Although some homeowners in Metro Vancouver just saw their assessed property values rise by hundreds of thousands of dollars this year, the provincial government says people shouldn't panic.

In BC Assessment's newly released 2017 property assessments, some single-family homeowners saw the assessed value of their home shoot up by 30 to 50 per cent.

Vancouver, Squamish, Burnaby, Tri-Cities, Richmond, Surrey and the North Shore were among the areas with the highest increases.

The agency had already braced homeowners across the region for significant increases, and sent letters to some properties that it expected would see the biggest spike.

"The real estate market in the Lower Mainland and other parts of the province has been going up for some time, but certainly the numbers we're seeing here are pretty significant," said Assessor Jason Grant.

According to one example, a five-bedroom renovated near Commercial Drive saw its assessed value rise from $1.09-million to $1.46-million from 2015 to 2016.

But BC Assessment says increased values don't necessarily translate to a property tax increase.

Grant said taxes are affected by the assessment changes compared to the average change in your community.

"Cities do not collect a windfall in property taxes when assessments go up," he said.

"They adjust their tax rates downwards to only collect the funds they require for their operating budgets."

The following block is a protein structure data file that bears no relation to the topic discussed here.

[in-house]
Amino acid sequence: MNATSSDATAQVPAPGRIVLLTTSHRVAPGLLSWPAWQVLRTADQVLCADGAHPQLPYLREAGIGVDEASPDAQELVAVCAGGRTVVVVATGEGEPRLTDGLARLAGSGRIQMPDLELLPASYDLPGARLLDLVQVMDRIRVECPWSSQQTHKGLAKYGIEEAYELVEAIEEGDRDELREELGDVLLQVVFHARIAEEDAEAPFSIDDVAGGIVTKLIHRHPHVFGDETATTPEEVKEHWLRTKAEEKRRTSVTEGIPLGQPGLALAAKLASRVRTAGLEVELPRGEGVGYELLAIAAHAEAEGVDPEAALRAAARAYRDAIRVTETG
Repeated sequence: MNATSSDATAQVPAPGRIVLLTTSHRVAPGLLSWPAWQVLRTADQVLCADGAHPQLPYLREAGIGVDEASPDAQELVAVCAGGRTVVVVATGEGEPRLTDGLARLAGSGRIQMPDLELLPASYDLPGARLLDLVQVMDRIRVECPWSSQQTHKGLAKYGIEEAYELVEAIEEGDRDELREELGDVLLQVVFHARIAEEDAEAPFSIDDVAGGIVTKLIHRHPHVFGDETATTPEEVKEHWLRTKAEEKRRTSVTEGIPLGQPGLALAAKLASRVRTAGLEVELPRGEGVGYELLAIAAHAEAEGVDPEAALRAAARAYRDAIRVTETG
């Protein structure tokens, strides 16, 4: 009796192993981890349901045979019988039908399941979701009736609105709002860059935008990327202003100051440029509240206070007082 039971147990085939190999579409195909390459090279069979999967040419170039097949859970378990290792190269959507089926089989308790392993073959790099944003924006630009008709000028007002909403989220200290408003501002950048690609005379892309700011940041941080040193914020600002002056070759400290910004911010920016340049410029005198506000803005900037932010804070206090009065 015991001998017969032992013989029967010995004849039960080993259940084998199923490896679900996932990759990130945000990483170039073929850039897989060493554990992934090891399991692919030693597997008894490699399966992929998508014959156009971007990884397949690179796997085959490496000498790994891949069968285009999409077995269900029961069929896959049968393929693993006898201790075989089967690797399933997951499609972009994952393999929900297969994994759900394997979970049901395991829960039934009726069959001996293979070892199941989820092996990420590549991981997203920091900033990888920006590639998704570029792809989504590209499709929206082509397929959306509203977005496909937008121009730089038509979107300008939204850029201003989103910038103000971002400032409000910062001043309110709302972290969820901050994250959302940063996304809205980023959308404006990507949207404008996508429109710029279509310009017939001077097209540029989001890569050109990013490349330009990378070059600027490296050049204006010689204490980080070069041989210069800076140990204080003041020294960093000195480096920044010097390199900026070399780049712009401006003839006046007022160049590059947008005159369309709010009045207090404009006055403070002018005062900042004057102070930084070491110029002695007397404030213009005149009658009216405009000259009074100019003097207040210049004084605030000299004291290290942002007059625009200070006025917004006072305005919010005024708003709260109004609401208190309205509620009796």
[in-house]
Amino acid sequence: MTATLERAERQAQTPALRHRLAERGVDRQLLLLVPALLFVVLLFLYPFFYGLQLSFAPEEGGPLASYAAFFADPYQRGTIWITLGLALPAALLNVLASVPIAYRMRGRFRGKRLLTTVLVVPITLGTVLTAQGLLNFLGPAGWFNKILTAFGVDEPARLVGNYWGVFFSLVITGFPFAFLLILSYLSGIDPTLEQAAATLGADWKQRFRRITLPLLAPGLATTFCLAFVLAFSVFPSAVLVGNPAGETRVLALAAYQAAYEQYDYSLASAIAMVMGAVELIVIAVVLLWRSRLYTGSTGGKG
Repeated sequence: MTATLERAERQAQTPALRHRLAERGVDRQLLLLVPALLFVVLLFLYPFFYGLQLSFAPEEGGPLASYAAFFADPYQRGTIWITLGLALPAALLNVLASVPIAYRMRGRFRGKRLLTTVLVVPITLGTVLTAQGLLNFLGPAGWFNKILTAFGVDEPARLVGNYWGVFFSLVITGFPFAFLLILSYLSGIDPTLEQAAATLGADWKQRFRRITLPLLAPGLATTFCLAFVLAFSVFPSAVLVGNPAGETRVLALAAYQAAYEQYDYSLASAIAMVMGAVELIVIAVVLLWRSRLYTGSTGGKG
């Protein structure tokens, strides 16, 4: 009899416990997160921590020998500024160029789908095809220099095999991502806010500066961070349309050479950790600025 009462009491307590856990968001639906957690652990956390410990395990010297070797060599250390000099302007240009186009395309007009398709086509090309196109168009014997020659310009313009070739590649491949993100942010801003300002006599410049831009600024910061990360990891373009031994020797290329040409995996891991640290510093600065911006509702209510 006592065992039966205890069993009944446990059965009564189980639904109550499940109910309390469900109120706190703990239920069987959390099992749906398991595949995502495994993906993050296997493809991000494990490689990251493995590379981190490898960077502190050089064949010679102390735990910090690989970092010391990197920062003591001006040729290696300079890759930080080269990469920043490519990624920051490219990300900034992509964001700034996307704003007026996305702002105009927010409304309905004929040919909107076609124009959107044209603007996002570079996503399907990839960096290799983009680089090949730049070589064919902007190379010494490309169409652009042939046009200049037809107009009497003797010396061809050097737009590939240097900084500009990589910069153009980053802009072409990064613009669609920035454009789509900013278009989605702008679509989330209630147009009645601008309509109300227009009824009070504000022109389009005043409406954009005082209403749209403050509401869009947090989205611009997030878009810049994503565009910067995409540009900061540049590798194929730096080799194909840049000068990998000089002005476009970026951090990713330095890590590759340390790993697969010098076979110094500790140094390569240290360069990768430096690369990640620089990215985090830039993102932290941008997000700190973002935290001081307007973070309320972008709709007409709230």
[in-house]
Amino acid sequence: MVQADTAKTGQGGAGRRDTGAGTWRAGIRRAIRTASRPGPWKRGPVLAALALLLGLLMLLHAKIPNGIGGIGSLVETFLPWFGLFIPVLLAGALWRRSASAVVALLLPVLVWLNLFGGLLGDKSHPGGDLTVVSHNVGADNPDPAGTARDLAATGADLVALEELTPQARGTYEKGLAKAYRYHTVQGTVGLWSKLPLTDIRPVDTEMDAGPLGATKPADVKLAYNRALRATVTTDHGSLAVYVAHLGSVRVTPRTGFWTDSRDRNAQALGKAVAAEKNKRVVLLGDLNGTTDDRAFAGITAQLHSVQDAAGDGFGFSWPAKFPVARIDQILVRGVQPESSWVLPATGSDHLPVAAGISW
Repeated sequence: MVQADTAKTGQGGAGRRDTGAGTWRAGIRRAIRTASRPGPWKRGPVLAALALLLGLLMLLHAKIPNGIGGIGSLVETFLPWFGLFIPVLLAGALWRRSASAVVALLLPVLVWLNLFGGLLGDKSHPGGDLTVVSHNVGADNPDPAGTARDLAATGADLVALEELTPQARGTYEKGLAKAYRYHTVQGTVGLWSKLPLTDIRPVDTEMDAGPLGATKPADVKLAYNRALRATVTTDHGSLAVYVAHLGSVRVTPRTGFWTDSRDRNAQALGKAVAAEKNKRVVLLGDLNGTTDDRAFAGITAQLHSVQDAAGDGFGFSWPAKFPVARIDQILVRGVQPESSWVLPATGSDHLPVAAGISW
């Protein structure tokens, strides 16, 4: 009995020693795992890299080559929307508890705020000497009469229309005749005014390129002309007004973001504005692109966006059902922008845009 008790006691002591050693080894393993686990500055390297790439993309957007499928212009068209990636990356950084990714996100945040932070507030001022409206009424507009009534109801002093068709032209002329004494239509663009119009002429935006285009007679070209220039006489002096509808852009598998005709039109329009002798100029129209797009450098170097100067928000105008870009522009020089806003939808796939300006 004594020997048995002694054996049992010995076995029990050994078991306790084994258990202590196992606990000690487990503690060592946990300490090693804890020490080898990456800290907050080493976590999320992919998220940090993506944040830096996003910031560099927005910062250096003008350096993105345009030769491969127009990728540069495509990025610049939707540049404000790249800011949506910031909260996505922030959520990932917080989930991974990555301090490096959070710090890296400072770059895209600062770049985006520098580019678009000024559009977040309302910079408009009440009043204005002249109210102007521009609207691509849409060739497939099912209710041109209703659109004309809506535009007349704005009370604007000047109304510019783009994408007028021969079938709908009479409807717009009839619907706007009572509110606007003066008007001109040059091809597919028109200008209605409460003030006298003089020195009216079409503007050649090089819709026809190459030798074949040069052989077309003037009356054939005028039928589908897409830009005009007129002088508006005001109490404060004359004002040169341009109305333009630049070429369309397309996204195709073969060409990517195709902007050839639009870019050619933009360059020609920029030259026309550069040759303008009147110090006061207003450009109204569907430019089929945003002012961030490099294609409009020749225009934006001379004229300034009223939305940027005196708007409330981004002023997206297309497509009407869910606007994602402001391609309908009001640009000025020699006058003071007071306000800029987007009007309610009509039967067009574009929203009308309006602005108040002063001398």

The new property values are calculated based on an assessment made in July 2016, a date many consider the peak of the B.C. real estate frenzy – and just before the 15 per cent tax on foreign homebuyers was announced.

Given the substantial hikes, B.C.'s Ministry of Finance said it would review which homeowners would qualify for its homeowner grant program – and whether it needs to increase the threshold.

Under current regulations, homes assessed under $1.2-million are eligible for a $570 grant to ease the owner's tax burden, provided they live in the residence.

That threshold was actually increased by $100,000 last year because of record-high real estate prices last year. At the time, the province said the threshold covered 91 per cent of homes in the province.

The ministry said homeowners concerned about the $570 grant can also consider whether they qualify for other property tax deferment programs, which allows homeowners to use the equity in their property to defer some or all of their annual property taxes.

Homeowners will receive their notices by mail in the coming days.